Thursday, March 9, 2017

Building demolition advice, 1943

From L.M. Kilmister.  Farm and Home Mechanics' Guide.  Regina, Sask:  Farm Mechanics Publishing Co., 1943.

From a time when our society had a very different attitude towards re-using and recycling.  I understand that construction waste today has become a serious challenge, particularly in using up space in the rapidly diminishing capacity of our landfills where 10 to 30 percent of the fill comes from such sources.

Our neighbours were recently renovating their house, pulling out construction that their predecessors had built in only a few years before.  They had borrowed a large utility trailer, and filled it with tongue-and-groove pine, 2X4s, particle board, wood trim, and other lumber.  It also included a perfectly good wooden front door (with built-in windows) and a steel door.  My son, who's been building a paintball course in our back forty, went over and offered to take most of this stuff. They told him they had more still inside. We ended up taking the equivalent of 3 trailer loads, which would otherwise have ended up at the township landfill site. Getting a friend over, we really didn't use up much time removing the nails and screws (which got put into my scrap metal bin) and now my son has a generous amount of free building material.  Whatever wood was too small or damaged got cut up for the wood stove.  It's since given us several days of free heat.  (When the paintball course has ended its usefulness, it, too, will be fodder for the wood stove.)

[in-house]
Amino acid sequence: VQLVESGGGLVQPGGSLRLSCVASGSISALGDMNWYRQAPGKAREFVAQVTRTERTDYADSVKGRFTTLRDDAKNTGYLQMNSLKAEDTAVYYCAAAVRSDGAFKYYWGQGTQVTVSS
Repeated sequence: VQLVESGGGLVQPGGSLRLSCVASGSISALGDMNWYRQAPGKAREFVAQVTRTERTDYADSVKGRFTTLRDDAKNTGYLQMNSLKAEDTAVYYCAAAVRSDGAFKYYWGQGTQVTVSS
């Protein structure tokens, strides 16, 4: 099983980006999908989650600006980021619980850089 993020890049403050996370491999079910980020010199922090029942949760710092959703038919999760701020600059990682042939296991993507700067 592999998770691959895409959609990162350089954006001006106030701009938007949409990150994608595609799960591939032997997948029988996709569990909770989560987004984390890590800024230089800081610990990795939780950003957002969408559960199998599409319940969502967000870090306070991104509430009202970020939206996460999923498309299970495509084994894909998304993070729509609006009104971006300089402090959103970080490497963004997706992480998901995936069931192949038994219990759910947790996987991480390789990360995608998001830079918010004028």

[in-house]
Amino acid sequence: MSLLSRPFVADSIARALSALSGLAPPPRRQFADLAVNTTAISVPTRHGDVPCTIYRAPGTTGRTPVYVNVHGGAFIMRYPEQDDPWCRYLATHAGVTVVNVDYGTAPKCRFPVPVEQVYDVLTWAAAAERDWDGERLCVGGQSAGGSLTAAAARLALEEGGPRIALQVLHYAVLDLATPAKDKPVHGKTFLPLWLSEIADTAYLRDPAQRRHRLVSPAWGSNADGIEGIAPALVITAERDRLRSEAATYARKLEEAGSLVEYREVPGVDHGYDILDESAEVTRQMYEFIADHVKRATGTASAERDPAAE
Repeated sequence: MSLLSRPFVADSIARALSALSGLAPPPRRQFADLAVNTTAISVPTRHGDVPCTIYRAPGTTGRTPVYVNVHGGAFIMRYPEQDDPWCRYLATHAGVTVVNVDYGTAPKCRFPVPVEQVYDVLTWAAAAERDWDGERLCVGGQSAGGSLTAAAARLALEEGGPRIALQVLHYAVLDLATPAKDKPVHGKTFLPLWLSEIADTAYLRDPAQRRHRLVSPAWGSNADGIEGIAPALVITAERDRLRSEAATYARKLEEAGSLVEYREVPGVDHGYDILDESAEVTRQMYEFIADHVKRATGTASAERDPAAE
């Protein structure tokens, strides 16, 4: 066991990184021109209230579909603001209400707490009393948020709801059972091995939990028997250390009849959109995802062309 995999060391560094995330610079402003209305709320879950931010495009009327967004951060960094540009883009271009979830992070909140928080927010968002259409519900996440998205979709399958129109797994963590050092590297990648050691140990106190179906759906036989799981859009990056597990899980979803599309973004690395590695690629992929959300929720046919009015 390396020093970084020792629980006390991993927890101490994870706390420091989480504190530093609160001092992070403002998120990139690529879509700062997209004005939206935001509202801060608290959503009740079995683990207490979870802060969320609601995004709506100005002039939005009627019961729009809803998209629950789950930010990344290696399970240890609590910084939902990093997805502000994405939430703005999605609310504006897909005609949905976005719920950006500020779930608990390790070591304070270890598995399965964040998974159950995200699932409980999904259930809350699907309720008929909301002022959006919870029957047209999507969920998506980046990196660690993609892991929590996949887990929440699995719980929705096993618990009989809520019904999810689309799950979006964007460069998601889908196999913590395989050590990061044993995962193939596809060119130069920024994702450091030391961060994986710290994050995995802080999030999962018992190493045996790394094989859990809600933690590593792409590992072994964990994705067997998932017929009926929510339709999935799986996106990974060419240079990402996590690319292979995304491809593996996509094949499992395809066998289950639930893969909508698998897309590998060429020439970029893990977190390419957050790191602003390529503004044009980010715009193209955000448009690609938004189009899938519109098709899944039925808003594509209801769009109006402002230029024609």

The trailer also contained a full container of Varsol (which ended up in my shop), good screws and nails, children's books and toys (which we donated to the local school), furniture (dropped at a thrift shop), a number of large plastic hanging planters full of topsoil (the planters went into recycling, the topsoil into my wife's garden), paper in books and 3-ring binders (again, into the recycling box) and even a laptop computer (which went to electronic waste). I also rescued a lovely oak drawer from an old treadle sewing machine and a beautiful glass bowl.  There was even more re-useable/recyclable stuff, too much to mention. These folks have two small children and are nice people--they just don't see the problem with creating unnecessary waste. We really need an attitude adjustment to start taking better care of our planet's resources.

No comments: